The bill was aimed at reducing violent crime, which had been rising. The violent crime rate had been on a general trend upward in the decades leading up to the 1994 bill, peaking in 1991, as this chart shows. After dropping in the first part of the 1980s, the violent crime rate, according to the FBI’s Uniform Crime Reporting Statistics, increased by 39 percent from 1983 to 1993, the year before the crime bill was passed.

And it was supported by the Democratic Party. The Senate initially passed the bill by a 95-4 vote; the final conference report vote was 61-38, with just two Democrats voting no. The House passed the final bill 235-195, with nearly three times as many Democrats supporting it as opposing it.

It’s also true that a majority of the Congressional Black Caucus supported the legislation, though then-President Bill Clinton had to meet with the CBC to garner enough votes to get the bill over the finish line. The Baltimore Sun reported on Aug. 18, 1994, that at least three members of the caucus had switched their votes after meeting with Clinton at the White House. Before that meeting, “10 of the 38 black Democrats in the House voted against him when the crime bill, in an embarrassing setback for the administration, failed on a procedural motion. They were protesting the application of the death penalty to 60 more crimes,” the Sun reported.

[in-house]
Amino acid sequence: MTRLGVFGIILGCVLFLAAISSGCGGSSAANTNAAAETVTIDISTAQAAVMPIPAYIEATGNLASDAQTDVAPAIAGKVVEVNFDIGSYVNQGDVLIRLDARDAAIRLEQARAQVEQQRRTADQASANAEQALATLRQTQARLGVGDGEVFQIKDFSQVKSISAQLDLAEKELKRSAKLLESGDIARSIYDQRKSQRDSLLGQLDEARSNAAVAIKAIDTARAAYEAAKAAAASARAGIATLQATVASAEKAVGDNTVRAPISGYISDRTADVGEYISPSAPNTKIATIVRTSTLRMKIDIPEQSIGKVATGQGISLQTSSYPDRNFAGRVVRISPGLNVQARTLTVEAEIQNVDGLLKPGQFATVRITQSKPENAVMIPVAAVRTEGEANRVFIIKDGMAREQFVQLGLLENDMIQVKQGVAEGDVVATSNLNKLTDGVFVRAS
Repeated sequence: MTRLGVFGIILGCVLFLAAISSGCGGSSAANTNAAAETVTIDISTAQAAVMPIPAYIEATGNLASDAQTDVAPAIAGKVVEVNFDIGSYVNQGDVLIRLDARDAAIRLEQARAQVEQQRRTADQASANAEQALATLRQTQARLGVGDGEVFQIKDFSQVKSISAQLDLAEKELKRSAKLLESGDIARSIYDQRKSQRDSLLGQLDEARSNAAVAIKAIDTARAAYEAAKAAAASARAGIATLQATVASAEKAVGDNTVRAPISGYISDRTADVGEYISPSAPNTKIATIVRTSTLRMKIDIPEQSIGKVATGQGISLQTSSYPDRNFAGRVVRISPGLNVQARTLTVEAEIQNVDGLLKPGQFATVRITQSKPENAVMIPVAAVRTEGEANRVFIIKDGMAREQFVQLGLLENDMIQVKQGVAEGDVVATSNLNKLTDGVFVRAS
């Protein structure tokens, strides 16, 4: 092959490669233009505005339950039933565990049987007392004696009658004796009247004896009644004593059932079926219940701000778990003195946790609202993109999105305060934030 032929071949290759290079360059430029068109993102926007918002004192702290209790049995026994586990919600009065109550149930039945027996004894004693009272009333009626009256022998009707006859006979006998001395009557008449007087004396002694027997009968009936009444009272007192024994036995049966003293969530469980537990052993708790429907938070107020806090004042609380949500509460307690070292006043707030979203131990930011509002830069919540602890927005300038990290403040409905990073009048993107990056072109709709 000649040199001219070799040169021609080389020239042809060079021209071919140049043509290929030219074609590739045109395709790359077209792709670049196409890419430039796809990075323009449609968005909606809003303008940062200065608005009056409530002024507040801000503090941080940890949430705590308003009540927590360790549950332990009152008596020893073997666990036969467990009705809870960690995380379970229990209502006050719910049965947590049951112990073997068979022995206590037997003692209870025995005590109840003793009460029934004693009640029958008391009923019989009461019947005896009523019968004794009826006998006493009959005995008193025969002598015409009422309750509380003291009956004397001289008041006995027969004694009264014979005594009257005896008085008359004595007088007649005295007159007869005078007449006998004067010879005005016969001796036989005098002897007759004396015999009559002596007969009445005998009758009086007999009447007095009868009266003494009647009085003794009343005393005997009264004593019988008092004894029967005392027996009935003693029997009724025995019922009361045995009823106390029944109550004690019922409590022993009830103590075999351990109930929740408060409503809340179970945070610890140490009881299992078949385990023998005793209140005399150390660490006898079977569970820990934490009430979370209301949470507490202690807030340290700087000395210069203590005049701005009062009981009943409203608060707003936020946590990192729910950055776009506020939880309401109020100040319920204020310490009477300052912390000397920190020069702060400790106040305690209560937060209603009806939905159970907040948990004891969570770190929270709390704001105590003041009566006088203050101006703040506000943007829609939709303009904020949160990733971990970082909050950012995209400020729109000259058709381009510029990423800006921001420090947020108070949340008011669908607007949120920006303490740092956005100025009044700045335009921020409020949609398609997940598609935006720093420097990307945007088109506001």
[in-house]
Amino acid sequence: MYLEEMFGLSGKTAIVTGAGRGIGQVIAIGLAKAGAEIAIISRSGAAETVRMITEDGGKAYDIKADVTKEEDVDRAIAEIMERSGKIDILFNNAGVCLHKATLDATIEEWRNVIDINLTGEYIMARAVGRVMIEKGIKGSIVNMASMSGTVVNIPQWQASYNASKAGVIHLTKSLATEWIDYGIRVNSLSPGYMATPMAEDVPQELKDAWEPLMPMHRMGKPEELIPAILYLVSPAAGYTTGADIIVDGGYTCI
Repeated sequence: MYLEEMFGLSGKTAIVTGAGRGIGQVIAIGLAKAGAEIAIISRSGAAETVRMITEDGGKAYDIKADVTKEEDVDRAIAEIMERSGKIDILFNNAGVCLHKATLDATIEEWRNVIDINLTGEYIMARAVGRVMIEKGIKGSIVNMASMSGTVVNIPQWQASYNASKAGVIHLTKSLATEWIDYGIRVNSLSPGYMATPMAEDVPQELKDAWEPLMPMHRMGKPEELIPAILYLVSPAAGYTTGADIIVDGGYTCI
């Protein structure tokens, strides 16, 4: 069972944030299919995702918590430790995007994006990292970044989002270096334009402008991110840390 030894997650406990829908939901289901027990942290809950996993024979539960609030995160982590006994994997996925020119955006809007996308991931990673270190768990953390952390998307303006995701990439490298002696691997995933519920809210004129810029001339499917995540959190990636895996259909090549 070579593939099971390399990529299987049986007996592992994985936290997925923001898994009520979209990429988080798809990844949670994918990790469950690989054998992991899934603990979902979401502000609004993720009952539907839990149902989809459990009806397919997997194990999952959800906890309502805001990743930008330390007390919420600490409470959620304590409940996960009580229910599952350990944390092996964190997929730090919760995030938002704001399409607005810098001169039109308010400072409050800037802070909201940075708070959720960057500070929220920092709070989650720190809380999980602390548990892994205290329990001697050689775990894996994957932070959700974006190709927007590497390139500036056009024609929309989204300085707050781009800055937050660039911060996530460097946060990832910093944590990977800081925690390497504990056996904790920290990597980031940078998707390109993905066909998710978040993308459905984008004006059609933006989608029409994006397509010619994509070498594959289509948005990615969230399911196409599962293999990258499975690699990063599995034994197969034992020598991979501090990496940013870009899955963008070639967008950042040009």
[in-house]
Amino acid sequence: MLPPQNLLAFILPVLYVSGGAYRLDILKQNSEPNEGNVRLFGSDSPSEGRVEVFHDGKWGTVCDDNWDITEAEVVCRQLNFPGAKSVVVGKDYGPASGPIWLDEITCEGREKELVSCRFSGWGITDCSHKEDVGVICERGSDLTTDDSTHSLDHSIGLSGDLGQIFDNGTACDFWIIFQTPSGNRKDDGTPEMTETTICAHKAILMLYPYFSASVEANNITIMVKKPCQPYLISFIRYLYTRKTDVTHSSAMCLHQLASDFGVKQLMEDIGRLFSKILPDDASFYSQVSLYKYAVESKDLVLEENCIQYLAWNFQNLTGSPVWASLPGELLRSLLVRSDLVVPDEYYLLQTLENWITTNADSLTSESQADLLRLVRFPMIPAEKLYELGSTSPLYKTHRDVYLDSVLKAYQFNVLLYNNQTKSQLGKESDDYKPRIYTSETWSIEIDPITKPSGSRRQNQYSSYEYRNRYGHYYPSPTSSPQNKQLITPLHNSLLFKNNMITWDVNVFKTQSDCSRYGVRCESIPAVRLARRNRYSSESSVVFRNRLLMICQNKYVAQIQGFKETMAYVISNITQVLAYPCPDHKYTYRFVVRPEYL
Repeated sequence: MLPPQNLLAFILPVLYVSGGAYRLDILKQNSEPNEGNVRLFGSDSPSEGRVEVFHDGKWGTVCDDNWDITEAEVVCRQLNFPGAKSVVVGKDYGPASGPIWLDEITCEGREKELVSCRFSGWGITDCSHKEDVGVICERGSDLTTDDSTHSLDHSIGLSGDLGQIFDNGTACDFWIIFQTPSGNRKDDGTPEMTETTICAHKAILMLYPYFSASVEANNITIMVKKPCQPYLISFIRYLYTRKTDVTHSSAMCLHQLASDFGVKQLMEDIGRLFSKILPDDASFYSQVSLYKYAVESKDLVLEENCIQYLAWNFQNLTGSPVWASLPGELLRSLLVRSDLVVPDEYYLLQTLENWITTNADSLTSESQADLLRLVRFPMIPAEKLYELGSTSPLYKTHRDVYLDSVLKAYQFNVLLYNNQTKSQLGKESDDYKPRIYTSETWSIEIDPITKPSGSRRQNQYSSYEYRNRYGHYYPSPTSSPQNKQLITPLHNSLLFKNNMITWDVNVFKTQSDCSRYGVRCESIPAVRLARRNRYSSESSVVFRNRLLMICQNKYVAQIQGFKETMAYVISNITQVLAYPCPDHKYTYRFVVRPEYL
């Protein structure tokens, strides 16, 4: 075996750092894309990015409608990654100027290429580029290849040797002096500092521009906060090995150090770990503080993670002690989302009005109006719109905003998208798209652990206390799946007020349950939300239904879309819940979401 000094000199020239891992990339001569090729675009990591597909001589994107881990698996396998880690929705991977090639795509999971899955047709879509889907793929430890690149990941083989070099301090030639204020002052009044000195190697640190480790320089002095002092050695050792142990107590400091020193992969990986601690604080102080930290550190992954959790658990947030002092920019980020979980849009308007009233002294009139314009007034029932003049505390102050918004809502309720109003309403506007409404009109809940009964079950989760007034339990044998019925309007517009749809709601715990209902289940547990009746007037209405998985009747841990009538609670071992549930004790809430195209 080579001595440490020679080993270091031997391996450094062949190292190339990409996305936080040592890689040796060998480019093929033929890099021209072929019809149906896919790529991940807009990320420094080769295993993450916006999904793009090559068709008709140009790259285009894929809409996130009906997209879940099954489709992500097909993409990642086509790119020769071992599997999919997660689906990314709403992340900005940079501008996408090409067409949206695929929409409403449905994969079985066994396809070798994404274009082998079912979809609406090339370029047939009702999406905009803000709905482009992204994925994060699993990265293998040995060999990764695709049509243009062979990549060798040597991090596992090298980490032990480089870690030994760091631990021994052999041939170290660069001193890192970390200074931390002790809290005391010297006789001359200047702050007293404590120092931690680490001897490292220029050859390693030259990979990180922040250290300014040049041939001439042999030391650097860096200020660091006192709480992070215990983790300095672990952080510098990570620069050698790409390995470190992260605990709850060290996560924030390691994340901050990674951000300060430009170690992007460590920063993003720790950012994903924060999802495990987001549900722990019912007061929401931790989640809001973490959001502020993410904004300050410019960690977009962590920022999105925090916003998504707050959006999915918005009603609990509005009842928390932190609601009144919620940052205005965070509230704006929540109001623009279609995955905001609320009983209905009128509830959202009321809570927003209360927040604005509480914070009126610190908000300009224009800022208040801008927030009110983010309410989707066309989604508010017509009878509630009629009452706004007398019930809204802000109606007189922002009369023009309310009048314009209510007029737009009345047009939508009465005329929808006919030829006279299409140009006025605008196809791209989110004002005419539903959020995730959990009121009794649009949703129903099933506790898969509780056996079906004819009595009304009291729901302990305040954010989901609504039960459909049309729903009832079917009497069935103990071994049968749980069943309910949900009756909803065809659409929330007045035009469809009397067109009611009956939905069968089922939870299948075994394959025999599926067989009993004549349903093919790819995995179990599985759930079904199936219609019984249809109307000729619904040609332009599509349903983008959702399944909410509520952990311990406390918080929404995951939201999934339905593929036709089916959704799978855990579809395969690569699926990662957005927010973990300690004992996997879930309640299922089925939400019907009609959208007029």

Nearly 40 African American religious leaders released a statement supporting the bill, saying: “While we do not agree with every provision in the crime bill, we do believe and emphatically support the bill’s goal to save our communities, and most importantly, our children.” And 10 African American mayors wrote to the chairman of the CBC, Rep. Kweisi Mfume, pledging their support for the bill, even if it lacked a racial justice provision the White House was prepared to give up to get more votes for the legislation. That provision would have allowed defendants to appeal a death sentence by submitting data that suggested a racial bias in death sentencing in a jurisdiction. “We cannot afford to lose the opportunities this bill provides to the people of our cities,” the mayors wrote, according to the Los Angeles Times on July 15, 1994.

Bill Cut Violent Crime Rate ‘in Half’?

Biden: [The crime bill] worked in some areas. But it failed in others. … The violent crime rate was cut in half in America.